Health care reforms are a crucial part of regional governments’ agendas, as the demand for health care services in GCC countries is growing along with their populations. Changes in the demographic, social, and economic make-up of the region make health care a more pressing issue than ever before. However, government health expenditure as a percentage of gross domestic product in GCC countries remains low compared to other high income developed countries: OECD members 12.3 percent, Bahrain 5.0 percent, Kuwait 3.0 percent, Oman 3.6 percent, Qatar 2.2 percent, Saudi Arabia 4.7 percent, and the United Arab Emirates 3.6 percent. Although health care is free for all citizens in GCC countries, many people travel abroad for medical advice or treatment, at the government’s expense, due to the health system’s inability to address complicated medical needs. Total GCC health care spending is expected to hit $69 billion by 2020 and the GCC states will need major reforms in order to face all the challenges ahead: improving health care services; providing opportunities for citizens to pursue degrees and careers that will shape the future of health care; and ensuring a competitive local environment to avoid brain drain, particularly with regard to women who have remained abroad to work in the health care field.
Based on the latest health care reforms, the main trends across GCC countries are research and development, information technology, and artificial intelligence. The UAE and Saudi Arabia are leading the Gulf states when it comes to research and development expenditure as a percentage of GDP at 0.87 percent and 0.82 percent respectively, though they are still behind compared to OECD members’ spending at 2.55 percent. (Bahrain 0.10 percent, Kuwait 0.30 percent, Oman 0.25 percent, Qatar 0.48 percent). There are number of Gulf initiatives in the health care field to support governments’ visions to shift from an oil-based to a knowledge-based economy. Saudi Arabia launched The National Science, Technology and Innovation Plan, which provides support and funding for scientific research and development in the kingdom. The top funded projects are in the fields of biotechnology and medicine and health.
Gulf governments have provided many women who have become innovators in the biotechnology field with scholarships to study abroad. Hawaa Al Mansouri, the deputy medical director at the Imperial College London Diabetes Centre in Abu Dhabi, is the co-founder of SonoStik, an ultrasound-compatible catheter. She plans to launch SonoStik in the UAE and across the GCC states after obtaining the necessary accreditations. Adah Almutairi, a Saudi woman, studied chemistry in the United States and is currently the director of excellence in nanomedicine at the University of California, San Diego. She holds more than 10 patents for her inventions in the pharmaceutical and biology fields. She created polymers that become nanoparticles, which can deliver drugs or imaging agents to molecules in the body.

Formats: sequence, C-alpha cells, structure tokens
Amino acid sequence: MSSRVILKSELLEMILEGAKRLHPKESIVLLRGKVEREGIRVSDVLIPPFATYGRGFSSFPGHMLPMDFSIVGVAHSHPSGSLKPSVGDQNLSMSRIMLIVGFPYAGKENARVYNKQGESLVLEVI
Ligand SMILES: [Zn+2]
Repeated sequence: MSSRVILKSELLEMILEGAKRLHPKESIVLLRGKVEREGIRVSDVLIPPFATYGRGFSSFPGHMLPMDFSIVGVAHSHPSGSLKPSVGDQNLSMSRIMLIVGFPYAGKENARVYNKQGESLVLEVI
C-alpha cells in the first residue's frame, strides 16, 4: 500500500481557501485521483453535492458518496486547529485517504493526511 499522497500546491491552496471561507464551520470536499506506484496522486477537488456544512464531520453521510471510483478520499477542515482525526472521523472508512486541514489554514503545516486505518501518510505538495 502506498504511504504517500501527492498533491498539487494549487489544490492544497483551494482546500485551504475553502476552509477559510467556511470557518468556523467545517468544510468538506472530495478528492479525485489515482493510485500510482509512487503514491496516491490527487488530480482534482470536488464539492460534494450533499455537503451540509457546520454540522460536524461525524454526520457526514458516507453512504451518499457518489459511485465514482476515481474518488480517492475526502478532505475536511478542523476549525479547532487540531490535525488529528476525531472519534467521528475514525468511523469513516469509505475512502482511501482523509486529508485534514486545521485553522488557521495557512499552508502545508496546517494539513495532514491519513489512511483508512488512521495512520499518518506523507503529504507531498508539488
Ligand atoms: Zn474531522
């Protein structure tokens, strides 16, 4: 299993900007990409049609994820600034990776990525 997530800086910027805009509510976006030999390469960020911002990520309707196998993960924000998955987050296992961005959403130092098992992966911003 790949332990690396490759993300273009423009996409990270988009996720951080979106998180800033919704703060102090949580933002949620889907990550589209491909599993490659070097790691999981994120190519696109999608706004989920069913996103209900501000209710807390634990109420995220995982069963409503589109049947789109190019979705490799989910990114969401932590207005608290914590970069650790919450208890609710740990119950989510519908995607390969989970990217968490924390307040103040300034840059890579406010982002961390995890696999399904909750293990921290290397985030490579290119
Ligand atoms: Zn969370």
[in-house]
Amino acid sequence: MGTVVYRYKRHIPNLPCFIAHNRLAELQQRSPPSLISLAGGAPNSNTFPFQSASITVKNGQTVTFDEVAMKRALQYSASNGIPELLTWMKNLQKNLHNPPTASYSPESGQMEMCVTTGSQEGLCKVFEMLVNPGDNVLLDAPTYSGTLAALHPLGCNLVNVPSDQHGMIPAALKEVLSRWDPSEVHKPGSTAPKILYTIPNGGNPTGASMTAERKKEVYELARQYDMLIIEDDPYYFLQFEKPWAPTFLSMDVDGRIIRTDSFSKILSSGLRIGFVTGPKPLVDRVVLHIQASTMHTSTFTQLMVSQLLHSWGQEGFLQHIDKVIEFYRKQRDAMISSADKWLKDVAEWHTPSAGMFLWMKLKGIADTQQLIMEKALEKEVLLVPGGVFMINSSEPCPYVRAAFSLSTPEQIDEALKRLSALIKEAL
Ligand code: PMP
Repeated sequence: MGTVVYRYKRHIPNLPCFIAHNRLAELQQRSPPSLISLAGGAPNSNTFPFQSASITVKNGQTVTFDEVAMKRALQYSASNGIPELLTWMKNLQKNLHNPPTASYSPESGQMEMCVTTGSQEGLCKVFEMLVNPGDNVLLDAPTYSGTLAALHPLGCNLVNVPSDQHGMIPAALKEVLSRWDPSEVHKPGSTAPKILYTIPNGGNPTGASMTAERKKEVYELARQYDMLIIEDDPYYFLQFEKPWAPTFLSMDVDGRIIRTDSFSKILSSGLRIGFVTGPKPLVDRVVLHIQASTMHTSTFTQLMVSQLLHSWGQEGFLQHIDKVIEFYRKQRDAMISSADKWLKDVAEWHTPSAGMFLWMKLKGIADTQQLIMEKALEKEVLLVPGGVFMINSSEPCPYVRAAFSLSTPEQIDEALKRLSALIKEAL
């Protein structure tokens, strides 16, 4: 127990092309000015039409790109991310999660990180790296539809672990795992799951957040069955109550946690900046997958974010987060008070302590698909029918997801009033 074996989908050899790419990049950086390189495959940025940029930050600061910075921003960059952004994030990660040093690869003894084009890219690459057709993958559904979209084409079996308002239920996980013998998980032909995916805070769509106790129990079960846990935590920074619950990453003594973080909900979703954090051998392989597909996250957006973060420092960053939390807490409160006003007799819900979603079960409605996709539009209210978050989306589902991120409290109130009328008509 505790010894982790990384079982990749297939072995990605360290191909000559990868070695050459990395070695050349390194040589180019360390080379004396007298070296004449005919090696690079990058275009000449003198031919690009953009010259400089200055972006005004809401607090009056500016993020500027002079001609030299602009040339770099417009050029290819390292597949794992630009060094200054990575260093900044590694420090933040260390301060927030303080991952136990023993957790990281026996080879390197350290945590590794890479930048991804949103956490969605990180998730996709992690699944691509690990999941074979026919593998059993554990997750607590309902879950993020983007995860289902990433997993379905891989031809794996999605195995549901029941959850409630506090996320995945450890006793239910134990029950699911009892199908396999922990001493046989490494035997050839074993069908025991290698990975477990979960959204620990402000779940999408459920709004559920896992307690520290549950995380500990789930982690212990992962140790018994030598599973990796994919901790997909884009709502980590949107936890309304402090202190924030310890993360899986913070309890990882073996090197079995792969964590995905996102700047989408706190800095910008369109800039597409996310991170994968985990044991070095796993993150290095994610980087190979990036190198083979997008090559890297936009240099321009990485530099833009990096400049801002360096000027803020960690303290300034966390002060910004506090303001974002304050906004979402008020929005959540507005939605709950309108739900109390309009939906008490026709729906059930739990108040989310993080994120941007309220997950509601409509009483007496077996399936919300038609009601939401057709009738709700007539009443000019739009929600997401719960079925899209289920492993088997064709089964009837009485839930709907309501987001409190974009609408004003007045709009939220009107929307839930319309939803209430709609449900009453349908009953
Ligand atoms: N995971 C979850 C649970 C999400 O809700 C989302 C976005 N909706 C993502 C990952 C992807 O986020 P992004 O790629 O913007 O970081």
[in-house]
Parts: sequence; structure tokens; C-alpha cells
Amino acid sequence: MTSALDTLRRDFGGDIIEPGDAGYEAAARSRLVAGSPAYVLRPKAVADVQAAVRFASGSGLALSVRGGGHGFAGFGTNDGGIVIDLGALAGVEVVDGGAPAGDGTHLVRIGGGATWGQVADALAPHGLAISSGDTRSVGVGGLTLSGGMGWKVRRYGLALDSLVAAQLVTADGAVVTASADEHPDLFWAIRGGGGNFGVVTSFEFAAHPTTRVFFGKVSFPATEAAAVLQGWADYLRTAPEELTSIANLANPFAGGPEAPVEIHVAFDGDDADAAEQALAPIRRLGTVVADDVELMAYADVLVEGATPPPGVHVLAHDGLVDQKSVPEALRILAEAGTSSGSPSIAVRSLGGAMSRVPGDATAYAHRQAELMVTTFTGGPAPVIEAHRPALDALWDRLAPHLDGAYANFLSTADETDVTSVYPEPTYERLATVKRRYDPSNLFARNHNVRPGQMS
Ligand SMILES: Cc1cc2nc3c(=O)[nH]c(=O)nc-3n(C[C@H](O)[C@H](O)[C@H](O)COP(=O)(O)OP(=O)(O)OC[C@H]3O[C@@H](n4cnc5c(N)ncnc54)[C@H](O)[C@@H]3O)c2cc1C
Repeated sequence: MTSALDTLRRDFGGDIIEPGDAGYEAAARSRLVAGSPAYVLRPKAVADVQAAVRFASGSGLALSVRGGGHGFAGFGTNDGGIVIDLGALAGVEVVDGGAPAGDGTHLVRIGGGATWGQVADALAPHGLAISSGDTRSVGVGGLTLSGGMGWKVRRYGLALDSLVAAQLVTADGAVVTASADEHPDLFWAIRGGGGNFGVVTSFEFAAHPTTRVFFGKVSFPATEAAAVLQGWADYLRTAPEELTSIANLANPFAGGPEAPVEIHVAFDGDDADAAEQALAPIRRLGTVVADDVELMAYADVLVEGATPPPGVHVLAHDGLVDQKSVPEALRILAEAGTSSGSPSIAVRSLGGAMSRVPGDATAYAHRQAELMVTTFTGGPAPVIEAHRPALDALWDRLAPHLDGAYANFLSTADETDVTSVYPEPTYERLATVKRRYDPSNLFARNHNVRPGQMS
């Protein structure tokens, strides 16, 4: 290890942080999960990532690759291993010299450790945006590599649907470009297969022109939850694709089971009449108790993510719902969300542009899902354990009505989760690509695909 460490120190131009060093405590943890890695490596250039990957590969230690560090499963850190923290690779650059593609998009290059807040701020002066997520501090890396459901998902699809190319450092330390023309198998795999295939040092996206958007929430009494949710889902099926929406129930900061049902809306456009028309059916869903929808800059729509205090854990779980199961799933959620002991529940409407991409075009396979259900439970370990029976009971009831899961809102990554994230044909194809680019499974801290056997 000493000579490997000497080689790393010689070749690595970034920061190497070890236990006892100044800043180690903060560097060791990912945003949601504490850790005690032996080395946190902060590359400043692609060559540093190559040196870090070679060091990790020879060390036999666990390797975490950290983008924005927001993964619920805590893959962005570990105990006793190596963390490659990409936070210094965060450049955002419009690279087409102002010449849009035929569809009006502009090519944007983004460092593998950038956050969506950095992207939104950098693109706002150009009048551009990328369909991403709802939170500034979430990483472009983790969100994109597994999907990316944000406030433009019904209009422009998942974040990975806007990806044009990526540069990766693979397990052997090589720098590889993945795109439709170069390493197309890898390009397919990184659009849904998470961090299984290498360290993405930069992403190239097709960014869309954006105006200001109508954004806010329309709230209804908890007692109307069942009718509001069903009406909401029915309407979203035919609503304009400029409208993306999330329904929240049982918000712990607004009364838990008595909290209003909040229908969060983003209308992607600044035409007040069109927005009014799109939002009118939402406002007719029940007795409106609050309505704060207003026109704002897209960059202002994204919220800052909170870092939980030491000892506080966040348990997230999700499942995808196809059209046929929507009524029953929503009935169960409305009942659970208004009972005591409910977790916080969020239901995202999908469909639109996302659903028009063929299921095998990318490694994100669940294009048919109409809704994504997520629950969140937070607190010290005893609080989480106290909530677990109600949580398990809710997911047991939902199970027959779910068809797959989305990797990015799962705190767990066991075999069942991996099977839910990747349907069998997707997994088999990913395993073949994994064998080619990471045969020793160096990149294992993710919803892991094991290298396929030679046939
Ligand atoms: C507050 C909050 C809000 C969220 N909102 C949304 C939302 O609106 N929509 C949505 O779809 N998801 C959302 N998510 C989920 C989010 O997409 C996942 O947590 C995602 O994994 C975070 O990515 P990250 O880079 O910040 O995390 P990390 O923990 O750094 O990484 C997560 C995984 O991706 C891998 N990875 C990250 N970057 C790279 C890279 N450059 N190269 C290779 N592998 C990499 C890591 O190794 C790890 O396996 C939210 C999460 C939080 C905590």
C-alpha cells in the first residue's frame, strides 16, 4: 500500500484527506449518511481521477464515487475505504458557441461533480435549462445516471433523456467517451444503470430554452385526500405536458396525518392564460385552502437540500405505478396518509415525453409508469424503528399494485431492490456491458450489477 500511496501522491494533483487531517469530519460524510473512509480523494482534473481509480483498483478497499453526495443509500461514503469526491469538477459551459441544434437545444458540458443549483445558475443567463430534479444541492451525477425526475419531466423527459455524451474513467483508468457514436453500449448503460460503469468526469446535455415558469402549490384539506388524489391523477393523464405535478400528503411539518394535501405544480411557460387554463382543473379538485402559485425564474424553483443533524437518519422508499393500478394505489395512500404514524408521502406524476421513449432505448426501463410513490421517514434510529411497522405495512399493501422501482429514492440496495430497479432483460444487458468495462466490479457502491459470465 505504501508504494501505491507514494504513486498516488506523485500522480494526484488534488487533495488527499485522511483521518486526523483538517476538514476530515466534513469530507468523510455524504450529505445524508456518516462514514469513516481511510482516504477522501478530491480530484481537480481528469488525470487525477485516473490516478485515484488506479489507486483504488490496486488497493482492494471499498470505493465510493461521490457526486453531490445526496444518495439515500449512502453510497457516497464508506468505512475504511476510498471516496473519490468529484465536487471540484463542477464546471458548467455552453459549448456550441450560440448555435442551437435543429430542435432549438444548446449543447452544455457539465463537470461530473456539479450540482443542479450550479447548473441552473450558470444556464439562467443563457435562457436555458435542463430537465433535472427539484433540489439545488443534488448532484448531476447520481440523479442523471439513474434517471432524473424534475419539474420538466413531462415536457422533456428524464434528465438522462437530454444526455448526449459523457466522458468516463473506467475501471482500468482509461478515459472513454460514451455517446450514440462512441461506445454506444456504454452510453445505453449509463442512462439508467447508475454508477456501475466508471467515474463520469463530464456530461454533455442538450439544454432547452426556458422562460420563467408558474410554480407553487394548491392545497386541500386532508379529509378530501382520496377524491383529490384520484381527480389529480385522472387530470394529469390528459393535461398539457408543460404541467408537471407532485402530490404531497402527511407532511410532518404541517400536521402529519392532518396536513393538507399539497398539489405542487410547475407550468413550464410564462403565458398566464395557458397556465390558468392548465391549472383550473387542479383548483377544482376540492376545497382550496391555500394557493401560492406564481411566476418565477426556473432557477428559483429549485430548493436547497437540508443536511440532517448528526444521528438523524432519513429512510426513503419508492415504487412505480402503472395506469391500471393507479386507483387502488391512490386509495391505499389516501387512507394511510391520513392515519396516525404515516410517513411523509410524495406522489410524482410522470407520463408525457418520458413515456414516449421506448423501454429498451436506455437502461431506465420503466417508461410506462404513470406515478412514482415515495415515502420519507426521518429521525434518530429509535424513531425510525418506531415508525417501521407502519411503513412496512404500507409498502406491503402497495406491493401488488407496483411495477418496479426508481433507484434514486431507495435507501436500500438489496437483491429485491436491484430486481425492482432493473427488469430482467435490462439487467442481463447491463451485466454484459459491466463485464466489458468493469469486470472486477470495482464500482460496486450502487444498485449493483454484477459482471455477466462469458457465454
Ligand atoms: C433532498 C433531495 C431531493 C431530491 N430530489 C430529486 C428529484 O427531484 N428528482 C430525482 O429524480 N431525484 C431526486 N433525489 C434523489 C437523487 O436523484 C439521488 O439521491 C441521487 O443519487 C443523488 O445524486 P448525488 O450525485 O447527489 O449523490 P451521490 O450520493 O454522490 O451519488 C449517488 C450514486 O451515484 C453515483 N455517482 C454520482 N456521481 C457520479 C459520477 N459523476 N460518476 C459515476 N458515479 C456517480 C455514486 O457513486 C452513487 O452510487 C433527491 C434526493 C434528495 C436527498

Additionally, GCC governments have focused on information technology and artificial intelligence in health care. Bahrain’s Ministry of Health has launched I-Seha services as part of the National Health Informatics System. Initially, the program will offer an online appointment booking system applicable to all Ministry of Health institutions in the country. In Saudi Arabia, an e-Health initiative goal is to improve efficiency by using electronic health records, which will help doctors to access patients’ data from any hospital across the country. In the UAE, the Dubai Health Authority has announced the use of artificial intelligence and robotics in hospitals, which will cut down time spent on routine procedures such as x-rays and physical checkups as well as provide support to surgeons in the operating rooms. The shift toward a more digitized health care approach will reduce interaction between patients and their doctors in the future. This could help address some of the cultural issues of women interacting with men in the field.
Women have made considerable advances in the health care field in recent decades. This has come in part due to economic and social reforms, as well as from investments in education, science, and technology. However, there should be a social component to reforms to address the issues women still face in a number of Gulf communities that limit their ambitions and participation in the economy. One initiative to address these social issues includes the Fatima College of Health Sciences awareness sessions for female students and their families to talk about the challenges they face as women in health care and to encourage their families to support them. Additionally, the Rahma initiative, launched by the Ministry of Health in the UAE, is aimed at Emirati families to highlight the role of nurses and enhance the attractiveness of the nursing profession among Emirati women.
Thuraiya Alhashmi is a visiting fellow at the Arab Gulf States Institute in Washington.